The proposed boundaries of the DEGA largely mimic those of the existing Kalamazoo Downtown Development Authority, existing almost exclusively with the boundary of the Central Business District Neighborhood and so as to meet the definition of a qualified development area, the under the Act, necessarily includes the Kalamazoo Transit Center. Significantly the boundary excludes the aforementioned industrial parcels now owned by Zoetis. The proposed boundaries extend down Stadium Drive to Oliver Street allowing for investment in the southwest gateway into downtown. Also included are the commercial blocks of West Michigan Avenue and Academy Street between Westnedge Avenue and Stadium Drive. Lastly, the proposed boundary crosses the Kalamazoo River, to include the redevelopment site known as Merchant’s Crossing.

The creation of this corridor improvement authority is consistent with the goals of Imagine Kalamazoo 2025 and the Urban Growth Initiative, and will provide a much-needed source of revenue towards the development of downtown and ongoing infrastructure investment.

Meetings & Open Office Hours

The City of Kalamazoo and Downtown Kalamazoo Incorporated (DKI) invite members of the community to learn more about the proposed Kalamazoo Downtown Economic Growth Authority during two public meetings and open office hours in the months of July and August.

Public Meetings

  • Wednesday, July 25, 1 - 2:30 p.m. Kalamazoo Public Library, Central Library, Van Deusen Room (315 S. Rose St.)
  • Monday, July 30, 10:30 a.m. – 12 p.m. Anna Whitten Hall, First Floor Conference Room (202 N. Rose St.)

Neighborhood Meeting for Downtown Residents

  • Thursday, August 2, 6 - 7:30 p.m. Downtown Kalamazoo Inc. Office (162 E. Michigan Ave.)

Downtown Kalamazoo Inc. Open Office Hours

DKI staff members will be available to answer questions at DKI’s new office location, 162 E. Michigan Ave., during the following dates and times:

  • Tuesday, July 24, between 1 and 3 p.m.
  • Wednesday, July 25, between 2:30 and 4 p.m.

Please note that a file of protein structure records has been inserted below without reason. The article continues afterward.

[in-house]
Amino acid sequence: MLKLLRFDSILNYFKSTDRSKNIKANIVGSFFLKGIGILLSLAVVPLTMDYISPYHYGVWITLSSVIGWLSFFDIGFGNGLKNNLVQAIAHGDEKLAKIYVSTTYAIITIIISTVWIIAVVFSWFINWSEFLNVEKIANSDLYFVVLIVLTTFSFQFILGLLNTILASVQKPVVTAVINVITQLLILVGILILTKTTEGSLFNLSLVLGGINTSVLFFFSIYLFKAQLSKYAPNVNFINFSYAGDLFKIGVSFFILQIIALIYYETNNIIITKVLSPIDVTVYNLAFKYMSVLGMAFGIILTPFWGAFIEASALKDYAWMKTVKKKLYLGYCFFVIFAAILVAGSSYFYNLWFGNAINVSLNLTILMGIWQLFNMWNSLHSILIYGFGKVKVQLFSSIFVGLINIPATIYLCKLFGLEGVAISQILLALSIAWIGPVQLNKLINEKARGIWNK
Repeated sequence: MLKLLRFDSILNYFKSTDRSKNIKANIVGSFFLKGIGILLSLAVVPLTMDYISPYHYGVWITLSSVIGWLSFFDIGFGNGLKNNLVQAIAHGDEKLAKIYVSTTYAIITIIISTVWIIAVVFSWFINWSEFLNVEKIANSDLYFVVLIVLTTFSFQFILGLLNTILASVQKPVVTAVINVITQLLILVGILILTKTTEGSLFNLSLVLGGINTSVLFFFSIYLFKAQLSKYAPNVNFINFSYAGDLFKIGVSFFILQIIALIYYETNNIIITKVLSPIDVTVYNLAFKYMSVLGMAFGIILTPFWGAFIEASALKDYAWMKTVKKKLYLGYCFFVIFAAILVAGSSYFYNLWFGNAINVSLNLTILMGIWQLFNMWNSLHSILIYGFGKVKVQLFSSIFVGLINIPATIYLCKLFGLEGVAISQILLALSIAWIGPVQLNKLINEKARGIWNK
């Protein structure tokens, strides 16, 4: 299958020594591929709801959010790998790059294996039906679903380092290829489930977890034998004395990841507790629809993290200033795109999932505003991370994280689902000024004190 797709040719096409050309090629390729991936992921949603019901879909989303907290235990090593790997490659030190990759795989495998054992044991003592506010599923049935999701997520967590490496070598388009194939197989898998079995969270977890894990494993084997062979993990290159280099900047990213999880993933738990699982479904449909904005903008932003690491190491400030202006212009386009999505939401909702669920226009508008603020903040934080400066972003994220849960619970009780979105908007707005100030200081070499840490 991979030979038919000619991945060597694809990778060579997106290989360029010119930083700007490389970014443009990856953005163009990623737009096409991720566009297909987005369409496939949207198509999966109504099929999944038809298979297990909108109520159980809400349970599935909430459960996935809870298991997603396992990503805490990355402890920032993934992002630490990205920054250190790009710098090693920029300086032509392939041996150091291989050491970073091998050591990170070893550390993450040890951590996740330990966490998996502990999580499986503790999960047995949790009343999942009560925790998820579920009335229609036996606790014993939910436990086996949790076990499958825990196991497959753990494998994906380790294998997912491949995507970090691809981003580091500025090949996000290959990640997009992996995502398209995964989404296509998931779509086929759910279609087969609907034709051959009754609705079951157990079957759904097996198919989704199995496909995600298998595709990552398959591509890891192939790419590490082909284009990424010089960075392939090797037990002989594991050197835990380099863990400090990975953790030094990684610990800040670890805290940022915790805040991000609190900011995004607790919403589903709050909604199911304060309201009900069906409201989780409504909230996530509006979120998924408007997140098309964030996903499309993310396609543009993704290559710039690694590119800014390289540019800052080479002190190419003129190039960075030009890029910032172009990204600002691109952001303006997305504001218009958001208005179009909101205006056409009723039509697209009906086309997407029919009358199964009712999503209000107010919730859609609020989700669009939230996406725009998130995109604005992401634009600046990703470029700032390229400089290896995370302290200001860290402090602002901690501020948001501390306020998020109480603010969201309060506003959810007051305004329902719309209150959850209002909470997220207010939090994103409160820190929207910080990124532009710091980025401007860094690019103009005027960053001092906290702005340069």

• Thursday, July 26, between 1 and 3 p.m.
  • Tuesday, July 31, between 1 and 3 p.m.
  • Wednesday, Aug. 1, between 1 and 3 p.m.
  • Thursday, Aug. 2, between 1 and 3 p.m.

Two More 'Movies in the Parks' on Friday July 27, August 17

 

The 2018 summer Movies in the Parks series continues with two more chances to enjoy a movie outside, under the stars in one of our great city parks! All movies are free and everyone is invited! Family-friendly activities begin at 7 p.m. and continue until the movie starts at sunset. Popcorn and food will be available for purchase. The series is on select Fridays throughout the summer:

July 27, Coco at South Westnedge Park
Chosen by popular demand!

August 17, Sherlock Gnomes at Frays Park

The movies shown on July 13 and 27 were chosen by community members from a selection of films. You can RSVP to Movies in the Parks on Facebook here.

 

City of Kalamazoo

Home to the Kalamazoo Promise, three institutions of higher education, two nationally recognized healthcare systems, cutting-edge medical research, world-class brewing and dining, outstanding parks, and an extensive variety of music, art, theatre, and cultural attractions.

Contact

 This email address is being protected from spambots. You need JavaScript enabled to view it.
 (269) 337-8047
 (269) 337-8182
 241 West South Street
     Kalamazoo, MI 49007